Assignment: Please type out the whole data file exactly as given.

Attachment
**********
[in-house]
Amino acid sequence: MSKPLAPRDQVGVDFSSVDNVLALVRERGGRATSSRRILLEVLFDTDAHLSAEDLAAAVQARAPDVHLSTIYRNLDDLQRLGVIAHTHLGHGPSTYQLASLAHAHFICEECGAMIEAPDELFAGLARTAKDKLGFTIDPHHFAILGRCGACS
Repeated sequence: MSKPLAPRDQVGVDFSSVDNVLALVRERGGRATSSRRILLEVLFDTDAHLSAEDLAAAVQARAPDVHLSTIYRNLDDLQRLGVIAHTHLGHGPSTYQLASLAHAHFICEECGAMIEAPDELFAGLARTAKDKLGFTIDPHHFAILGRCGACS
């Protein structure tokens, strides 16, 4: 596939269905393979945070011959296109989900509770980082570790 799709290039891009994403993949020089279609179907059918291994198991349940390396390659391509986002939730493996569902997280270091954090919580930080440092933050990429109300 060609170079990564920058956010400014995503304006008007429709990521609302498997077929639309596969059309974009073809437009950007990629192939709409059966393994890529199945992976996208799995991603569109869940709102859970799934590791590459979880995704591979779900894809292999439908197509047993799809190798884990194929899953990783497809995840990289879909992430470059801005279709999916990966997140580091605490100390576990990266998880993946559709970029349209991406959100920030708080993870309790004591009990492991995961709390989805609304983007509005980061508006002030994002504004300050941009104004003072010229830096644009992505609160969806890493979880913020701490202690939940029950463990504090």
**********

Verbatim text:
[in-house]
Amino acid sequence: MSKPLAPRDQVGVDFSSVDNVLALVRERGGRATSSRRILLEVLFDTDAHLSAEDLAAAVQARAPDVHLSTIYRNLDDLQRLGVIAHTHLGHGPSTYQLASLAHAHFICEECGAMIEAPDELFAGLARTAKDKLGFTIDPHHFAILGRCGACS
Repeated sequence: MSKPLAPRDQVGVDFSSVDNVLALVRERGGRATSSRRILLEVLFDTDAHLSAEDLAAAVQARAPDVHLSTIYRNLDDLQRLGVIAHTHLGHGPSTYQLASLAHAHFICEECGAMIEAPDELFAGLARTAKDKLGFTIDPHHFAILGRCGACS
């Protein structure tokens, strides 16, 4: 596939269905393979945070011959296109989900509770980082570790 799709290039891009994403993949020089279609179907059918291994198991349940390396390659391509986002939730493996569902997280270091954090919580930080440092933050990429109300 060609170079990564920058956010400014995503304006008007429709990521609302498997077929639309596969059309974009073809437009950007990629192939709409059966393994890529199945992976996208799995991603569109869940709102859970799934590791590459979880995704591979779900894809292999439908197509047993799809190798884990194929899953990783497809995840990289879909992430470059801005279709999916990966997140580091605490100390576990990266998880993946559709970029349209991406959100920030708080993870309790004591009990492991995961709390989805609304983007509005980061508006002030994002504004300050941009104004003072010229830096644009992505609160969806890493979880913020701490202690939940029950463990504090």